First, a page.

Coogs Basketball's Three-Headed Monster, And How They Had To Go To Alaska To Play Oklahoma
|Photo courtesy UH|
But the beauty of the win wasn't important.
"What's more important, is that we got the win," senior guard Kelvin Lewis told Hair Balls. "Corpus Christi is a good team. They've got them picked to win their division...They brought it today, and we were a little sluggish at the beginning, but we pulled it out."
Tom Penders called the Islanders a dangerous team that the Cougars were lucky to have defeated. Now he's pointing the team toward the rest of the month as he attempts to guide them through what he considers to be a rough non-conference schedule including Mississippi State and TCU. And one of the things he's still trying to do is to figure out a rotation of players.
"I'm paid to win basketball games, too," Penders said about the puzzle he's attempting to piece together. "I can't worry about minutes at this point. I've got to go with the five guys I feel will give us the best opportunity."
On Sunday, those five players generally consisted of four guards and a big man as he decided not to fight a battle for rebounds, but instead decided to go to an aggressive attack disrupting the Corpus Christ passing lanes and breaking up the rhythm of their offense.
"When we have the four guards, we're lean, quick everywhere, we're a problem for teams," said Lewis. "And that's where we start to get our leads on defense. Putting the pressure on them full court."
The three primary guards of that alignment were Aubrey Coleman, Kelvin Lewis, and junior-college transfer Adam Brown. Brown got only five minutes in the team's opening game against Nicholls State, but he's hustled his way into consistent playing time as part of what he has dubbed the three-headed monster -- him, Coleman, and Lewis. And on Sunday, that three-headed monster contributed 65 of the team's 83 points.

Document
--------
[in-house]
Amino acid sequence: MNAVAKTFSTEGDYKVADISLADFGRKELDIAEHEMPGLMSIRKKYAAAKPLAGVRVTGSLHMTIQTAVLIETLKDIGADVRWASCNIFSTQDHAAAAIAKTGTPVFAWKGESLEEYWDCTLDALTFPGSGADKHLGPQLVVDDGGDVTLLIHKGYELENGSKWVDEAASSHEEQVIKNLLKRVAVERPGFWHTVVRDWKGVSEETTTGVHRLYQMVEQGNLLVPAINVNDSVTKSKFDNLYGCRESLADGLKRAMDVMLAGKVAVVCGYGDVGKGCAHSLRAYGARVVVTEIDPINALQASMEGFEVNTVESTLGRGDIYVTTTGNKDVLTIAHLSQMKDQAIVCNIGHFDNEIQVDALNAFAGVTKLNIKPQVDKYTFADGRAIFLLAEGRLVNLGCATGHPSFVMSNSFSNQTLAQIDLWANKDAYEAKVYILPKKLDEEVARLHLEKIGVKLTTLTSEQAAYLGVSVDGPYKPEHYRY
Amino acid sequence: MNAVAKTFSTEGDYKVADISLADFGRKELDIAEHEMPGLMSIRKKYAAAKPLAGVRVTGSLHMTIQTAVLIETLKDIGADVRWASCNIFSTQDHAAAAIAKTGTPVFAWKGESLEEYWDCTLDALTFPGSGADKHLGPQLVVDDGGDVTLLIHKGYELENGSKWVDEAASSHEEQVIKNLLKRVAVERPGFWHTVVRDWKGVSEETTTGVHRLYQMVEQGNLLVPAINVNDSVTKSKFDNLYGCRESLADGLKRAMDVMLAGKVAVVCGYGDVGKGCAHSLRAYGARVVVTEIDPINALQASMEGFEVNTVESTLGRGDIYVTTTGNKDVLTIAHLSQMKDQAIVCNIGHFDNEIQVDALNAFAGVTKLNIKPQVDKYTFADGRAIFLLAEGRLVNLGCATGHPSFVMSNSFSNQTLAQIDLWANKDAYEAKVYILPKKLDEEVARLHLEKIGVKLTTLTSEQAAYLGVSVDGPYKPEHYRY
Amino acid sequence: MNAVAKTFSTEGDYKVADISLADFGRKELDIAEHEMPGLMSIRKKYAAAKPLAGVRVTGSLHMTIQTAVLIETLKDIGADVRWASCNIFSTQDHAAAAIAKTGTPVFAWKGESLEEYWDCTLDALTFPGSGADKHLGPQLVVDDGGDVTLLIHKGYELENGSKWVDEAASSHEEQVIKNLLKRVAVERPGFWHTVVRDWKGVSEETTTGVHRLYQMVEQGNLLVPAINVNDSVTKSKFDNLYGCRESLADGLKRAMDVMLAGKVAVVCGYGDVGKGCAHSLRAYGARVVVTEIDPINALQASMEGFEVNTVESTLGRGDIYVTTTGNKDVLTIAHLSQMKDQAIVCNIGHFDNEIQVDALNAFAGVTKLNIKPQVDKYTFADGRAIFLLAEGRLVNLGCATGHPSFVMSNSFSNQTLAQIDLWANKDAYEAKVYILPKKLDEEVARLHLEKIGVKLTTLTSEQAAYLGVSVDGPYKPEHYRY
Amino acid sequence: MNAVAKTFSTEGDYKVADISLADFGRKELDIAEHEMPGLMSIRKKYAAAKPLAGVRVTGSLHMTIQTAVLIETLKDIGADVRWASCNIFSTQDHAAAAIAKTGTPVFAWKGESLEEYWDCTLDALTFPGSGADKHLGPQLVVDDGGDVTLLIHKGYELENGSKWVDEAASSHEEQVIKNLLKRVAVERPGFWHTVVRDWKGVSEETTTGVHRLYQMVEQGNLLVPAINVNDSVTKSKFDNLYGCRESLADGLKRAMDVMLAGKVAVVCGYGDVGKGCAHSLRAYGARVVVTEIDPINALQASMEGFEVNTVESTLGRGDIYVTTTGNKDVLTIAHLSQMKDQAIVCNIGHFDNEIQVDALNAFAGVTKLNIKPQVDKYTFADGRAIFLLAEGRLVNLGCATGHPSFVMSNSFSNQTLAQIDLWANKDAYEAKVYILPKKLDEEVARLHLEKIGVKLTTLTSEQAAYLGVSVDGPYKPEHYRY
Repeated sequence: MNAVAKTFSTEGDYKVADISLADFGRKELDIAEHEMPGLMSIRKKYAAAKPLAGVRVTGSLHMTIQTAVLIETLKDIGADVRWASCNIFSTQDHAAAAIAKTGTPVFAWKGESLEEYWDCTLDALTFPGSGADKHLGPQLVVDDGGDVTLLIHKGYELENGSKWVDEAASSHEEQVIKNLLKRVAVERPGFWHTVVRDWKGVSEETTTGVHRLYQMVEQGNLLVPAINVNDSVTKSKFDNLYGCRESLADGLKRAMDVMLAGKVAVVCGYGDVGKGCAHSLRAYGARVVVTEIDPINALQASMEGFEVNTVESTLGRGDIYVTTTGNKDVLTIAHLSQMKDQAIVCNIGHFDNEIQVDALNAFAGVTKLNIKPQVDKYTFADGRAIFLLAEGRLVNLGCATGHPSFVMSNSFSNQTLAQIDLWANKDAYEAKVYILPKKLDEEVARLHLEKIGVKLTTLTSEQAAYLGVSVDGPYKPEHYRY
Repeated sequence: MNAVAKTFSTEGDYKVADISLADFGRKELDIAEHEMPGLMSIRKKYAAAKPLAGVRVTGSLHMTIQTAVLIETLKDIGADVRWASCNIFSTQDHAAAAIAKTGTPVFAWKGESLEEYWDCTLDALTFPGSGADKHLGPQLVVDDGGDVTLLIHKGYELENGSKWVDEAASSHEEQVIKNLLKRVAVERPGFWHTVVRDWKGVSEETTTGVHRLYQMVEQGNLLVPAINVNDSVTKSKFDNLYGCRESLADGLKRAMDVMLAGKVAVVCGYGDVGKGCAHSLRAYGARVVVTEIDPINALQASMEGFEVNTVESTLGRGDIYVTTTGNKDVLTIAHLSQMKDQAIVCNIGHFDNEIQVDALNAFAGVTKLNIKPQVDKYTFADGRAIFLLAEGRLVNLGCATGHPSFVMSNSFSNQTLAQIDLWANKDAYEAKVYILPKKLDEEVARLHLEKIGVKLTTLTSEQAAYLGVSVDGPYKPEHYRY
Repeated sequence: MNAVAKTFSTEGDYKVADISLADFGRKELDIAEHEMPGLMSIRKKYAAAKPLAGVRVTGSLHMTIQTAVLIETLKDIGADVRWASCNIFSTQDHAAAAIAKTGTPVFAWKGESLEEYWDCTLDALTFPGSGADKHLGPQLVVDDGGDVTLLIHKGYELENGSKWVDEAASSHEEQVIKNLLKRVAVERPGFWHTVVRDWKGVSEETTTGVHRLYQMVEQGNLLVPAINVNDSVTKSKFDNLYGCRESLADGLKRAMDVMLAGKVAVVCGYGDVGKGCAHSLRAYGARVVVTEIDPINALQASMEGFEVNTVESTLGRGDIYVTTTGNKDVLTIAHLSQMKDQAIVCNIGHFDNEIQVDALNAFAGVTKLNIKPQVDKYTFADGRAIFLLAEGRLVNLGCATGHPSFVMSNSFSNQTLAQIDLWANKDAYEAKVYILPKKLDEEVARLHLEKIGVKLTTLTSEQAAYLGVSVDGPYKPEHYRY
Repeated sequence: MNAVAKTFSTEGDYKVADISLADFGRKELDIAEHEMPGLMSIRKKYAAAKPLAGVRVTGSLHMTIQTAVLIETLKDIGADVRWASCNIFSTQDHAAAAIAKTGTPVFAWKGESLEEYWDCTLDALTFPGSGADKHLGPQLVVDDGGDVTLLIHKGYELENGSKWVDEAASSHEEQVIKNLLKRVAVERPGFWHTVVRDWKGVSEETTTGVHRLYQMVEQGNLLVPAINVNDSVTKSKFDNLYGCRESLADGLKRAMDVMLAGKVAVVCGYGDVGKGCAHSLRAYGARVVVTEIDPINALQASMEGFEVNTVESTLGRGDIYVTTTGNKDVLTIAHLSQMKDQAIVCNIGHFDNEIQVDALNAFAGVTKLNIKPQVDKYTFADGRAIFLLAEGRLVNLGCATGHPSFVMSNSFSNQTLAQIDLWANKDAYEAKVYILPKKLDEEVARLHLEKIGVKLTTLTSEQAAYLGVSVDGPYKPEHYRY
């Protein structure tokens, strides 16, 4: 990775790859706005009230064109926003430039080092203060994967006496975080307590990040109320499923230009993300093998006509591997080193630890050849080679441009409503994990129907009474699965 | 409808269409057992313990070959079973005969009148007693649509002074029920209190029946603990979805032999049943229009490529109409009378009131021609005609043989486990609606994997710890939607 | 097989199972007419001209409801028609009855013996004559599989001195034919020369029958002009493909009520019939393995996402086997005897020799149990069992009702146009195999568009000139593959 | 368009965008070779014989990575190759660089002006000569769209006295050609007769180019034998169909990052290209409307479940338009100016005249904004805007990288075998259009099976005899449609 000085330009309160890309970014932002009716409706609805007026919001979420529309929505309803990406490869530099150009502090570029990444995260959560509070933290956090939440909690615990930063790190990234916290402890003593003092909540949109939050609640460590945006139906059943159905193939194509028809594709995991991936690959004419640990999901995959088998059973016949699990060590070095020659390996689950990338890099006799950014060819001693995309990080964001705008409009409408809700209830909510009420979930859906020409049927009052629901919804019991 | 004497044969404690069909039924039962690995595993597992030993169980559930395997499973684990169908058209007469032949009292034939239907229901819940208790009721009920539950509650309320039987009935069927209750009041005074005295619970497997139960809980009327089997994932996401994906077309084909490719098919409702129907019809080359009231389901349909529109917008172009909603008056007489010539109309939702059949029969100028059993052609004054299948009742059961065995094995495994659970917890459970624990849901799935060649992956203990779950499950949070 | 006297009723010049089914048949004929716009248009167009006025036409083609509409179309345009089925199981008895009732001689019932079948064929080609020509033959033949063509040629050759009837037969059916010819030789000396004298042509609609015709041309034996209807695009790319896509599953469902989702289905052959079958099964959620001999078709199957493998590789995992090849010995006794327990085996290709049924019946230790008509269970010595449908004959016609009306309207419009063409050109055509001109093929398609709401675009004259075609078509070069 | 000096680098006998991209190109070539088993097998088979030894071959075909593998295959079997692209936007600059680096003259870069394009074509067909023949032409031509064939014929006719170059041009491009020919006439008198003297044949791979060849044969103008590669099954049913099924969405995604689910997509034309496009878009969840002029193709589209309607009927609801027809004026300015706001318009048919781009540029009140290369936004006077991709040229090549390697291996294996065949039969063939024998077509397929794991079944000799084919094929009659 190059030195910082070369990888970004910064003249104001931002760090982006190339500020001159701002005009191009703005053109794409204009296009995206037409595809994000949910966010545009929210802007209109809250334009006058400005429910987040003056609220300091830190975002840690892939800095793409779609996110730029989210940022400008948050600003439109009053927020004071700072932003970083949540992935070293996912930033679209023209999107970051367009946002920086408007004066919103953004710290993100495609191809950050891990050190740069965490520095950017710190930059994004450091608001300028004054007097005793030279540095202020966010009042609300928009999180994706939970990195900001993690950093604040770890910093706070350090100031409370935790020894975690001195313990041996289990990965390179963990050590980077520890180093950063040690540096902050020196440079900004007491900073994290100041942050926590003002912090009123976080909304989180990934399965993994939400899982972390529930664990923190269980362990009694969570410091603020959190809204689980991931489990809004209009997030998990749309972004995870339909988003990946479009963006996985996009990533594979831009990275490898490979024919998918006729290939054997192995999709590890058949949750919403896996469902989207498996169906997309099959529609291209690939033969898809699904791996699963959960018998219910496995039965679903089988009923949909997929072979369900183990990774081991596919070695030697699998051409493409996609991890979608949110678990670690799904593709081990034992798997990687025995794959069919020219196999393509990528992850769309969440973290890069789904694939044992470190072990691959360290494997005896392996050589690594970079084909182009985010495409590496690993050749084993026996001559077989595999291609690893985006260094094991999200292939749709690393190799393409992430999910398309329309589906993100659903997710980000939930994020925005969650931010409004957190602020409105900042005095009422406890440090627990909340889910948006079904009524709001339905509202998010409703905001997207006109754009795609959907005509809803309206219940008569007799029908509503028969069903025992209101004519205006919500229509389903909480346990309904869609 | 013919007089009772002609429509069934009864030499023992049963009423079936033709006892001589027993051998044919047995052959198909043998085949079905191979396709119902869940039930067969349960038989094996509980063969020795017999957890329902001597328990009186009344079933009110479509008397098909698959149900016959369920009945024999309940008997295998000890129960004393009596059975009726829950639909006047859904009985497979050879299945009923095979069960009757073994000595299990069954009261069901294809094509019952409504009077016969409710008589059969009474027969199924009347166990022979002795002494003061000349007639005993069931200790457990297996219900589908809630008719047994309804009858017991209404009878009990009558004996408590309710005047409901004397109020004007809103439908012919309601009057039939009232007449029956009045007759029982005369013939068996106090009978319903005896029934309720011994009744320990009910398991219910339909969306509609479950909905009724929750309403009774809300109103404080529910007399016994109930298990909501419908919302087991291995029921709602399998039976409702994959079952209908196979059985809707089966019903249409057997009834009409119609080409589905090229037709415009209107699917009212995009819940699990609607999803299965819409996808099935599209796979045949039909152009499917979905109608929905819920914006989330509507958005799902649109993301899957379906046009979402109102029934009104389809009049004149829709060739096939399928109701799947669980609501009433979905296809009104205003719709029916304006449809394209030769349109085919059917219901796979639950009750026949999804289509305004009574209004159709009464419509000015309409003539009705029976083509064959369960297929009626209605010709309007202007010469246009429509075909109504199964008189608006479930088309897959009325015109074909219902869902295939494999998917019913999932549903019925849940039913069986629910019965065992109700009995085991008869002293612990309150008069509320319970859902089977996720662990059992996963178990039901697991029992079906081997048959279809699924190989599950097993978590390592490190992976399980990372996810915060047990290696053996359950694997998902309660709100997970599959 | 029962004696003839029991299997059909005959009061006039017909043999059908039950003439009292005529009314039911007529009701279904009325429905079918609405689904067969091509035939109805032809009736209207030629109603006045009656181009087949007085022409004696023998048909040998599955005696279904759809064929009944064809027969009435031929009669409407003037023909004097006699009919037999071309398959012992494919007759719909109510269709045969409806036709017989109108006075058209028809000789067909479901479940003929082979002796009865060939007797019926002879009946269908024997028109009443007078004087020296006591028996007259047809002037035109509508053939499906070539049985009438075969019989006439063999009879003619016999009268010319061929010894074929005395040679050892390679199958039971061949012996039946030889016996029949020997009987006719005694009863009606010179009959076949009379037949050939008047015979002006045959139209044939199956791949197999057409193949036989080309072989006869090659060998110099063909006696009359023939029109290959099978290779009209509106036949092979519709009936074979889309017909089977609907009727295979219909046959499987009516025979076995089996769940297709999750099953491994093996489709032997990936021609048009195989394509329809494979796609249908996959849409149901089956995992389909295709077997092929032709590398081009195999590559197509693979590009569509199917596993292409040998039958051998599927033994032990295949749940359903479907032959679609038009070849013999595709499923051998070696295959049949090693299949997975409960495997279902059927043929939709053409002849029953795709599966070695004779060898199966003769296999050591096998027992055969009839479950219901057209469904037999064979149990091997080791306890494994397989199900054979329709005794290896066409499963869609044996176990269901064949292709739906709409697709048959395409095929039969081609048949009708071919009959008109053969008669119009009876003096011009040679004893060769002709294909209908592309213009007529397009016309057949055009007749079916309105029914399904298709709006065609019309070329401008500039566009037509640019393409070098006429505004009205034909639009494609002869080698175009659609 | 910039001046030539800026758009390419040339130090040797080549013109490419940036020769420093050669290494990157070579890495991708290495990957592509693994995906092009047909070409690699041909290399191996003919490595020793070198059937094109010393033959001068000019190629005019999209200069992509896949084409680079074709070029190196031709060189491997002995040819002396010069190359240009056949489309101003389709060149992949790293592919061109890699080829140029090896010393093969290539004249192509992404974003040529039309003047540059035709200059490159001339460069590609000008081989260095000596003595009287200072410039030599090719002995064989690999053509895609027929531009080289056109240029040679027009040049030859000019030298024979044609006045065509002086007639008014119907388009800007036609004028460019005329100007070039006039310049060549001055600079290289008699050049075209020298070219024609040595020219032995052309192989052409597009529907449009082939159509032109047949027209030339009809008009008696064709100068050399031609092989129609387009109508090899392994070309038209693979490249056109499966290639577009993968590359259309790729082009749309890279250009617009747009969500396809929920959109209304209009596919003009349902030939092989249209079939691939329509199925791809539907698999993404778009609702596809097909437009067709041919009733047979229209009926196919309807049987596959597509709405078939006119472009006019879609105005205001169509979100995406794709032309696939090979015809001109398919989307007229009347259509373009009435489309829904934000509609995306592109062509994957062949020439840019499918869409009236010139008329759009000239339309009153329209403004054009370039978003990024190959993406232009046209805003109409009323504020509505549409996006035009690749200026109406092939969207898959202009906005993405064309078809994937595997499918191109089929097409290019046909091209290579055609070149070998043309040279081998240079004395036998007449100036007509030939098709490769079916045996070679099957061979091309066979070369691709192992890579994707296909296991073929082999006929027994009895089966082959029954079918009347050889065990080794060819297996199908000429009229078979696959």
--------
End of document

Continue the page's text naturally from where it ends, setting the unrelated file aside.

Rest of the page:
"I fit well with Aubrey and [Kelvin] on the court, as far as the three-headed monster on the floor," Brown said. "I feel like we all have a bond. And we all want to win. That's the most important thing of a team, that you have to want to win."
Penders knows he's not going to be able to get away with a four guards on the floor lineup for most of the season. But the lineup worked, and he's going to use it while he works on getting Kirk Van Slyke, Maurice McNeil, and Kendrick Washington adjusted to playing big minutes and a rougher, tougher game of basketball than to what they were used to in high school and junior college. He's primarily playing eight players now, but he wants to have a ten-man rotation set by the time C-USA play rolls around next month.
The three-headed monsters think the trip to Alaska helped the team bond and to grow closer because, as Coleman said, when the fans are all against you, "it's only just us players on the floor. We had to come together...on the road. That's how we have to play, as a team."
And Penders said he took the trip to Alaska solely for the purpose of playing Oklahoma, who the Cougars decisively defeated in the first game of that tournament.
"We went to Alaska to play Oklahoma, period," he said. "We wouldn't have gone to the Alaska Shootout just to see salmon and whales. We went there and said if you'll let us play Oklahoma in the first round, we'll go. You can make us play three games in a row. You can make us play at midnight or six in the morning, whatever, Oklahoma will not play us home-and-home. We need to play quality opponents. We went up to Alaska to play them."
The 5-2 Cougars next play the Troy Trojans of the Sun Belt Conference at Hofheinz Pavilion on Monday night. Penders knows that some of the fans are dismissive of Troy. He disagrees, noting that they just defeated a tough Auburn team, in Auburn. Meanwhile, he's trying to figure out his team's practice schedule as his players juggle papers, studying, and final exams.